Lagniappe

(or Is This My Home?)

This week I find myself in New Orleans, and so naturally, this idea of “home” continues to plague me.  I’m here for a work meeting, and the city is surprisingly quiet.  I went out to Café du Monde on the first night in town and I’ve never seen the place so empty.  Sure it was a Monday night, but even so, the French Quarter was all but deserted.  Perhaps it’s because it was a weekday, or because Mardi Gras season, while technically in effect, isn’t nearly in full swing yet.

img_2978I feel conflicted in a way being here.  The last time I was in Louisiana was 8 years ago, to say goodbye to the family home before my parents sold it and moved to another state.  I feel drawn to this city, the stomping ground of my youth, and yet also feel very disconnected from it.  But there are triggers for long-forgotten memories everywhere I look, everywhere I walk.  There is the Aquarium of the Americas, destination of many-a-school field trip.  There is the parking lot where we would always park on day trips to the city.  There are the Canal Street shops where my dad would buy his suits from Brooks Brothers.  There is where the Hard Rock Café once stood.  There is Jackson Brewery where we would buy trinkets from souvenir shops.  There is the plaza where the street dancers would perform.  There is the Riverwalk, once the site of the 1984 World’s Fair (which I did attend), and later a boutique shopping mall, and now, after a freightliner slammed into the building, after Katrina flooded it, sadly an Outlet Mall.  There is Café du Monde.  And St. Louis Cathedral and Jackson Square, uncannily devoid of the fortune tellers and street performers.  And Central Grocery.  And Mother’s Po-Boys.  And Court of the Two Sisters with it’s legendary brunch.  And Pat O’Brien’s with it’s legendary dueling everything.

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I’ll Be Home for Christmas

(or Caterpillars & Cucumbers, Confusion & Clarity)

I’ve got the idea of home on the brain again.  It’s probably not surprising, given the time of year.  Well-meaning friends and neighbors casually ask “are you going home for the holidays?” to which I can only reply “no, we are staying right here.”  But it is actually fitting because, for all intents and purposes, this is home now.  It’s the place I’ve lived the longest.  It’s the only home my boys have ever known.  Yet this idea of “home” seems to elude me, and gnaw at me, a kind of still unresolved story line.

My wife and I often play the “where should we move to” game?  I actually get unnerved when we do this because we just seem to talk in circles, feeling more unsettled each time we take up the discussion.  “If you don’t like where you are, just picture where you want to be” extols August “Auggie” Pullman in the movie version of Wonder.  It sounds easy enough, but this particular vision seems impossible to see.  Earlier this year we flirted with packing it all up and moving somewhere else, a kind of “anywhere but here” mission.  But in the end, the stars just didn’t align.  Job offers never materialized.  Negotiations stalled.  Dreams and desires and hopes collided.  It was as if the universe was clearly sending us a message.  We are meant to stay put, right here.  For now at least.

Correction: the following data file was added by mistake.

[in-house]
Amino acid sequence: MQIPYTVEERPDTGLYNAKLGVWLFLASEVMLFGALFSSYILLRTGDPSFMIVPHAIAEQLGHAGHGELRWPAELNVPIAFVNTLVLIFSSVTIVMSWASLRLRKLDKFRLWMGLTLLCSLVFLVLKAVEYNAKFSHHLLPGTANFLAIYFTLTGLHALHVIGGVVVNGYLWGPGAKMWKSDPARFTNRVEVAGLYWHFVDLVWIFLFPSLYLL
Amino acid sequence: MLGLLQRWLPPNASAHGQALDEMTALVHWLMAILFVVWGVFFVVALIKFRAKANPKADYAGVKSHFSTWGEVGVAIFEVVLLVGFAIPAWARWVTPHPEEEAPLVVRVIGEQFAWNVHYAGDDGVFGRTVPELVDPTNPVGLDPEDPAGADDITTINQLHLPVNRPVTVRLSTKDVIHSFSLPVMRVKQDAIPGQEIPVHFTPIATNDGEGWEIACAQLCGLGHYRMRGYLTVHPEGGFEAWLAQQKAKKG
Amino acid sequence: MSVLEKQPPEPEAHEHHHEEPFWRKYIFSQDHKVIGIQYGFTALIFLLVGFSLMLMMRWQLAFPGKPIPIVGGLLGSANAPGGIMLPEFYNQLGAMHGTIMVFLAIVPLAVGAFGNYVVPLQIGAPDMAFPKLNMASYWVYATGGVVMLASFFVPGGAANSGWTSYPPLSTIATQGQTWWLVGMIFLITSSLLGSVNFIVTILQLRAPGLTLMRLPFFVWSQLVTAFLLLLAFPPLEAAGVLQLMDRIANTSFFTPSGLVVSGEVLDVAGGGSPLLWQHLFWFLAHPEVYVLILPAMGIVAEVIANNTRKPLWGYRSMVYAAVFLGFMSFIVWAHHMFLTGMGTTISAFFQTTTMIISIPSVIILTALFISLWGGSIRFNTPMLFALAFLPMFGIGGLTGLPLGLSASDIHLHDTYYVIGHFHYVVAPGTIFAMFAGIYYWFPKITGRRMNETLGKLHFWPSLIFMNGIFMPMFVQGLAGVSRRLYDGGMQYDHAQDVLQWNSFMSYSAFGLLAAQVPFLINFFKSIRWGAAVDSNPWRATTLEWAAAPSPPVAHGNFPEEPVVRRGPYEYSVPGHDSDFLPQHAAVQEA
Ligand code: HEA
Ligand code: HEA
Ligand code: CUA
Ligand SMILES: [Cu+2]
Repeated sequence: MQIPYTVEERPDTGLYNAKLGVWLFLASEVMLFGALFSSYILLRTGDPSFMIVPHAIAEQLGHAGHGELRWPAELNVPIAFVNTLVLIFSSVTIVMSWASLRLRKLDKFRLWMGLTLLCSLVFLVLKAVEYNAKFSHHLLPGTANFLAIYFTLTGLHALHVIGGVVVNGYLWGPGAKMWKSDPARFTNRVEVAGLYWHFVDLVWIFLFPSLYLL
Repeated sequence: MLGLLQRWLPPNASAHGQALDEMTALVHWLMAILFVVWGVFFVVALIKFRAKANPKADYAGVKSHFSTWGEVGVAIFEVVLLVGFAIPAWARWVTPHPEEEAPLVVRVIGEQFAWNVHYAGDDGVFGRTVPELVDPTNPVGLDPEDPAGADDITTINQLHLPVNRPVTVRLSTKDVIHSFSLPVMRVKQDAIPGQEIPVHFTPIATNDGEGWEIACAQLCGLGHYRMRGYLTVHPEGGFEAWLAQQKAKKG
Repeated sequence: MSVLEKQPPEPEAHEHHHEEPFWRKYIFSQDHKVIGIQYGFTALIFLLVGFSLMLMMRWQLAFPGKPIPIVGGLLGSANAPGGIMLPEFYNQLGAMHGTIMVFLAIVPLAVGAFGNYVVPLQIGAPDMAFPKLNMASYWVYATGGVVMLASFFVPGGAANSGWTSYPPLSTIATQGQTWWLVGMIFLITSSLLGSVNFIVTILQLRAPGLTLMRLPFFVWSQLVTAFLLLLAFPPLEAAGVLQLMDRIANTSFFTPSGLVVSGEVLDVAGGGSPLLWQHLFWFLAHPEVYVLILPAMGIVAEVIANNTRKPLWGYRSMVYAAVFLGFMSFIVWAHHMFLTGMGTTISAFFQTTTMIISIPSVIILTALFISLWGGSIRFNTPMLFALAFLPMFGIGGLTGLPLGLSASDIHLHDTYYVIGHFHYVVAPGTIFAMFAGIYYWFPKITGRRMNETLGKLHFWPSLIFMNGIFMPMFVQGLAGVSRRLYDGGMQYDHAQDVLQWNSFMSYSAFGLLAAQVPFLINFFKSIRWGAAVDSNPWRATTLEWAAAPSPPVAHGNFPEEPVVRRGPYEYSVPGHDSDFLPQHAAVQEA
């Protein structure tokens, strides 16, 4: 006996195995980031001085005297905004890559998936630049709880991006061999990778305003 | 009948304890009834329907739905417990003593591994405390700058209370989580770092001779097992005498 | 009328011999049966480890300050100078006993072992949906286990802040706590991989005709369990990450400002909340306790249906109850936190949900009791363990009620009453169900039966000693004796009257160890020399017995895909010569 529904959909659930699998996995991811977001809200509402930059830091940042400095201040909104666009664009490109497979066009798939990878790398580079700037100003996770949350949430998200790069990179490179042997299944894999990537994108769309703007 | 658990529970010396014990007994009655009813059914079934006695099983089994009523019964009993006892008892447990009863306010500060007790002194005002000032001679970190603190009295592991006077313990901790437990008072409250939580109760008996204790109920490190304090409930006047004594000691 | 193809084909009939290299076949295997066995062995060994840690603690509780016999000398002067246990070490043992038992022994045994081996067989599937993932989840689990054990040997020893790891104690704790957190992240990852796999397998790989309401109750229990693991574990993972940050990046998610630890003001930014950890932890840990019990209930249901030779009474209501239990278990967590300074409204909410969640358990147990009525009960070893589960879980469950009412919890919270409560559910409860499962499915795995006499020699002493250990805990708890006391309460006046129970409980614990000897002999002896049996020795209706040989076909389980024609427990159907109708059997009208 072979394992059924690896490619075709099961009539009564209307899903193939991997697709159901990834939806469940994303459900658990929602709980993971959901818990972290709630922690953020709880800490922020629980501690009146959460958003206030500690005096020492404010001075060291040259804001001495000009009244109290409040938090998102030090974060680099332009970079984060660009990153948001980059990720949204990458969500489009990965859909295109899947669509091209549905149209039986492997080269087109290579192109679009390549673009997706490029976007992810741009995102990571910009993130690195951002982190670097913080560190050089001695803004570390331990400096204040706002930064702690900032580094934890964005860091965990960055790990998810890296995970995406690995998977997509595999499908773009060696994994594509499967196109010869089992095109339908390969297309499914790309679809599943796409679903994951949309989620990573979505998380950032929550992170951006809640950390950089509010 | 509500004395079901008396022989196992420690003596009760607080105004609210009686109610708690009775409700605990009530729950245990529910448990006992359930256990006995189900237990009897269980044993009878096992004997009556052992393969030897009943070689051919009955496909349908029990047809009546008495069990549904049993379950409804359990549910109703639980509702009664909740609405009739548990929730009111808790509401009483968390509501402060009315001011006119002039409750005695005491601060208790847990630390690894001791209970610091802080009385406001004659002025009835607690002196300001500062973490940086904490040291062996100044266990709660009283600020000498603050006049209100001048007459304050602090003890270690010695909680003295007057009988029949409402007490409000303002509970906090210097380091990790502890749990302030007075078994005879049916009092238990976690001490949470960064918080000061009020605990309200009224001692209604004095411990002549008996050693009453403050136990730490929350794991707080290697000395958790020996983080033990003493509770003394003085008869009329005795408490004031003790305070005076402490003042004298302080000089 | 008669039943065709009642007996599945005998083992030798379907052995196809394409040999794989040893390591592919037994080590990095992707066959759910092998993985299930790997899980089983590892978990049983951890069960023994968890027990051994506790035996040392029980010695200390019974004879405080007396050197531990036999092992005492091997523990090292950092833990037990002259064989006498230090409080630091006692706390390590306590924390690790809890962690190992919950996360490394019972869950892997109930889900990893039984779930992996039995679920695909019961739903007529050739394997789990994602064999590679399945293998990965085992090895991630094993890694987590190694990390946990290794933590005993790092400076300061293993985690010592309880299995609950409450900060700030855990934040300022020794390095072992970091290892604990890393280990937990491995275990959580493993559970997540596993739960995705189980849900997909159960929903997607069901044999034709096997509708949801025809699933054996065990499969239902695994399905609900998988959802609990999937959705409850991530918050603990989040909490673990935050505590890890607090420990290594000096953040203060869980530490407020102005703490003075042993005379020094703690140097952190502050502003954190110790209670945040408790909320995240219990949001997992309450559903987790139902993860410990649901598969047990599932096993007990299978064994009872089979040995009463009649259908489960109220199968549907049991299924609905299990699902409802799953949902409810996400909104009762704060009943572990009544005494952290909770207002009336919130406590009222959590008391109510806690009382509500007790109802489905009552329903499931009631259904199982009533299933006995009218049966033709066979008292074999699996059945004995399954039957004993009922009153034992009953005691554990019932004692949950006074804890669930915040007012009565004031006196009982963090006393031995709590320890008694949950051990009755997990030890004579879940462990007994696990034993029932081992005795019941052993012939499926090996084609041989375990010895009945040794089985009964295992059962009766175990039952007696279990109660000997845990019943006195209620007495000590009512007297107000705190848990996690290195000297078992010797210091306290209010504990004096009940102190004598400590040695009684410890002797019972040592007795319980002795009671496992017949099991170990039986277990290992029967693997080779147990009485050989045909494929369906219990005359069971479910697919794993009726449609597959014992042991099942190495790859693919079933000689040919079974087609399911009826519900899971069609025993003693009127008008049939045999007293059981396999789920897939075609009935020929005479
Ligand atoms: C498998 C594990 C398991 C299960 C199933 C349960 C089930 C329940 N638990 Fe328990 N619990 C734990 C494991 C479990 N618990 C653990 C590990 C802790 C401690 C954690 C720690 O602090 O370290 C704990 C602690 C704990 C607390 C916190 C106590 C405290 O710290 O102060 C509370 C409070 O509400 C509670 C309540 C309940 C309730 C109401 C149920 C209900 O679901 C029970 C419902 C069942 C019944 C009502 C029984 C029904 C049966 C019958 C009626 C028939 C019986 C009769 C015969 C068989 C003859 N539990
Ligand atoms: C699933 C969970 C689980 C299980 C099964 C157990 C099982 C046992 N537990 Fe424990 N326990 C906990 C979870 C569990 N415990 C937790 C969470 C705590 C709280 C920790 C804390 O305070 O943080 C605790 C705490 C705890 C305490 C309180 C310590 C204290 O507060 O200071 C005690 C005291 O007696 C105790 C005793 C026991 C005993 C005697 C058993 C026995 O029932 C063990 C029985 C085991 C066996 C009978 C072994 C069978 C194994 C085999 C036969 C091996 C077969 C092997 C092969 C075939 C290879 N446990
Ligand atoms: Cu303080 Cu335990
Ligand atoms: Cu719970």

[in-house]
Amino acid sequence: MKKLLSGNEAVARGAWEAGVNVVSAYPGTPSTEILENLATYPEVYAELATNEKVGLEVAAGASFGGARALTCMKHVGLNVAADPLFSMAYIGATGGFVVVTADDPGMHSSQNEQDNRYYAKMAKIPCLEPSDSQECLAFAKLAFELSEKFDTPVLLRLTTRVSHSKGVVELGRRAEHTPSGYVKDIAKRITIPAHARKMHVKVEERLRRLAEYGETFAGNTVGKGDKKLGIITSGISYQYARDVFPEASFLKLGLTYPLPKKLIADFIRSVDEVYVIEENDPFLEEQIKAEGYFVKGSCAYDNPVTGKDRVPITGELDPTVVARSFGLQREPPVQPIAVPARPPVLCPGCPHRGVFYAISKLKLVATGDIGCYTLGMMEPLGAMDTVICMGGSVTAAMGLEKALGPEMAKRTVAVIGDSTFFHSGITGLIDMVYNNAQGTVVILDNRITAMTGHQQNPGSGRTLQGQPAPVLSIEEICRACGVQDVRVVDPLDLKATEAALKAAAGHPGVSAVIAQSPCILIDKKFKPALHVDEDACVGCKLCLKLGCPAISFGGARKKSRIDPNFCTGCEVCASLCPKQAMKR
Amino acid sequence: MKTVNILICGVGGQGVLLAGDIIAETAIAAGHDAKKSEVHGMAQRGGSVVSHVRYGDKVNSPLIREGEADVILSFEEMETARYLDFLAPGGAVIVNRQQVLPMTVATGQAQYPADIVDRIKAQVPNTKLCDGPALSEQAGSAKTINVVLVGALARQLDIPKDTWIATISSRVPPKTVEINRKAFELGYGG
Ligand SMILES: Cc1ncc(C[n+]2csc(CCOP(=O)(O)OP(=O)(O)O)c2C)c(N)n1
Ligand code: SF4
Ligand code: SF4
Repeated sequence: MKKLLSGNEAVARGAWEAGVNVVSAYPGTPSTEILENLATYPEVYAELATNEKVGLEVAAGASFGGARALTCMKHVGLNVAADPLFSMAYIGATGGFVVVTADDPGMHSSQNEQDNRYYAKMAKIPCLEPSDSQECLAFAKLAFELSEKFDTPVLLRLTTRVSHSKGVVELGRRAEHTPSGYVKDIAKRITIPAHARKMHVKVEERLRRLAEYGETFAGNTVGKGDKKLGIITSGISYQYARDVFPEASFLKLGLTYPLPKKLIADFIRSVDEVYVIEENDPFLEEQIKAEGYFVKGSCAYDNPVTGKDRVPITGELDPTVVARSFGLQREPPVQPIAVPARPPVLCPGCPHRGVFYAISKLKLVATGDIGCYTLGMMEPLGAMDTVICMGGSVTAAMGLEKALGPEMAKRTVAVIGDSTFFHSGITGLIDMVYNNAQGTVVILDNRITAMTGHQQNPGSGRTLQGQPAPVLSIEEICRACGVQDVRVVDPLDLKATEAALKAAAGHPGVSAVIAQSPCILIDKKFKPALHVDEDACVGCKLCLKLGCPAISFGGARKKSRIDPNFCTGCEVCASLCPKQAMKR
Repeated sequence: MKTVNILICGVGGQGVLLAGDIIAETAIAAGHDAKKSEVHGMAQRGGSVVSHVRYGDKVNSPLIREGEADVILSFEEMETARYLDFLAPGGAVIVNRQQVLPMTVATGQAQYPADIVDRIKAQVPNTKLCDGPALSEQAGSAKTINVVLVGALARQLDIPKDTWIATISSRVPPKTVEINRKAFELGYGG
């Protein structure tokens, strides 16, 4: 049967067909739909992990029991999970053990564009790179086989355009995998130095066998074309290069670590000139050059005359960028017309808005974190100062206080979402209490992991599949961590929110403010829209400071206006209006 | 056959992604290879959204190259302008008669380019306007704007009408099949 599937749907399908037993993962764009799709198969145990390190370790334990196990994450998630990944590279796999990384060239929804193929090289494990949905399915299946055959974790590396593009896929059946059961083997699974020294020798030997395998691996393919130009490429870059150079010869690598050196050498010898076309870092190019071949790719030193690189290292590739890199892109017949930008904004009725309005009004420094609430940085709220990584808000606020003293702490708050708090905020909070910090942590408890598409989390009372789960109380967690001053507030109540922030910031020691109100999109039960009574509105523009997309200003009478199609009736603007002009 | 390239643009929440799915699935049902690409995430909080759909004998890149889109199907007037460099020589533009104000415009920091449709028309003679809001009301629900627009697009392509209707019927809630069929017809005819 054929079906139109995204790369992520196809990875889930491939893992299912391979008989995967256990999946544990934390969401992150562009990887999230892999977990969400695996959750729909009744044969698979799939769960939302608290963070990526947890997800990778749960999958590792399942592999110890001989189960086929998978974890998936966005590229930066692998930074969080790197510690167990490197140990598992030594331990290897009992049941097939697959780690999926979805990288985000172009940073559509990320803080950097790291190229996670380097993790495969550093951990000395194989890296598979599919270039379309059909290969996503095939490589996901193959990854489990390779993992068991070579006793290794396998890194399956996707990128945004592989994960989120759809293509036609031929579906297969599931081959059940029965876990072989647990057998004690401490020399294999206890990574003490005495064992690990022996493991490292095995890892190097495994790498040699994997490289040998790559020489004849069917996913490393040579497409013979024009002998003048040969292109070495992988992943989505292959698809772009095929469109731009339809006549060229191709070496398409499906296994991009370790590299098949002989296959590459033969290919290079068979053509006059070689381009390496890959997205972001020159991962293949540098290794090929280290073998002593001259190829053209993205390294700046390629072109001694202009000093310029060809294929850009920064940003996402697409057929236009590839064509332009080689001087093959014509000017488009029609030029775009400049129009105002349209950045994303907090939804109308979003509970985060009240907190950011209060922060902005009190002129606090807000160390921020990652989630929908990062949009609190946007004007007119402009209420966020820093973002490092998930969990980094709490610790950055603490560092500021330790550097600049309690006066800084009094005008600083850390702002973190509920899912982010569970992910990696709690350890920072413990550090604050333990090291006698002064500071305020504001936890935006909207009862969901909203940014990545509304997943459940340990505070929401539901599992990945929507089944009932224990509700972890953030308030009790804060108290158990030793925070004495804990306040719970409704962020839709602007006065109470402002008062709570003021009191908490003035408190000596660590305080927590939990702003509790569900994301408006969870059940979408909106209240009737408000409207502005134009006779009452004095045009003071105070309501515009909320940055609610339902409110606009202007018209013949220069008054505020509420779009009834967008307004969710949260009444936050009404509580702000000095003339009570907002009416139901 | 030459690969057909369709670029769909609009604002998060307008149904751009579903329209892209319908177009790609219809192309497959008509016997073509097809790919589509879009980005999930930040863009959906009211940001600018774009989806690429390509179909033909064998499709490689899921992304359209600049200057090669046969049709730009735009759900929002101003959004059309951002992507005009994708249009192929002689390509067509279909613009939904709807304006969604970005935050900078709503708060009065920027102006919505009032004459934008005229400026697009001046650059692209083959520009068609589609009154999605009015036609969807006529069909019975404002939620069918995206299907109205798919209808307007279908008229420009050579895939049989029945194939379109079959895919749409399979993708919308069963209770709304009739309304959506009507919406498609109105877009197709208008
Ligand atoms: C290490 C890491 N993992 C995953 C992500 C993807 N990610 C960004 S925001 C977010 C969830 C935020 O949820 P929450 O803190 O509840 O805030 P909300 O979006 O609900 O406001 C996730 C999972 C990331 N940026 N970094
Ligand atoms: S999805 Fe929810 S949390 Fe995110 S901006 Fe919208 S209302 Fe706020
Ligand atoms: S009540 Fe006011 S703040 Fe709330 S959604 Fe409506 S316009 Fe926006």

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Dream Dream Dream

(or The Ghost of a Therapist Past)

I was awoken the other morning by the most disturbing dream.  It was one of those dreams that felt so very real that it took me a few minutes to realize that it was only, thankfully, just a dream.  So here goes:

I was at my old summer camp, or a place that felt and reminded me of camp.  I was there with a group of cousins and their spouses.  Actually, they are my first cousins once removed, the first cousins of my mother, but due to some wacky birthing patterns on that side of the family, I am closer in age to those cousins than my own actual first cousins.  There was also a group from KAAN – the Korean American Adoptee Adoptive Family Network – at this camp-like retreat, and it became clear that the space had been double-booked, and we were forced to share this communal space for our respective gatherings.  We were tolerating each other – and each other’s presence – but only barely.   Suddenly, I said out loud, to no one in particular, “I never thought I’d live long enough to actually feel home-sick, to actually want to go home rather than be a camp.”  To which, the ex-therapist, who was sitting in a rocking chair across the room, replied “but you did” in the most snarky and cruel tone.

Perhaps I should stop and explain.  The ex-therapist has 2 adopted children from Korea, which is why my unconscious put my family gathering in conflict with this KAAN meet-up.  That part makes some sense to me.  What I do not understand, at all, is why the ex-therapist is still showing up in my dreams and what in the world I can do to expel her, once and for all, from my unconsciousness!  And I don’t have any idea of why my unconscious needed to send me this message or what it even means.  Was the ex-therapist making a statement on the length or quality of my life as compared to her own?  Was she a ghost or spirit in the dream?  And why was she and her chosen family intruding upon my own family gathering at my beloved summer camp of all places?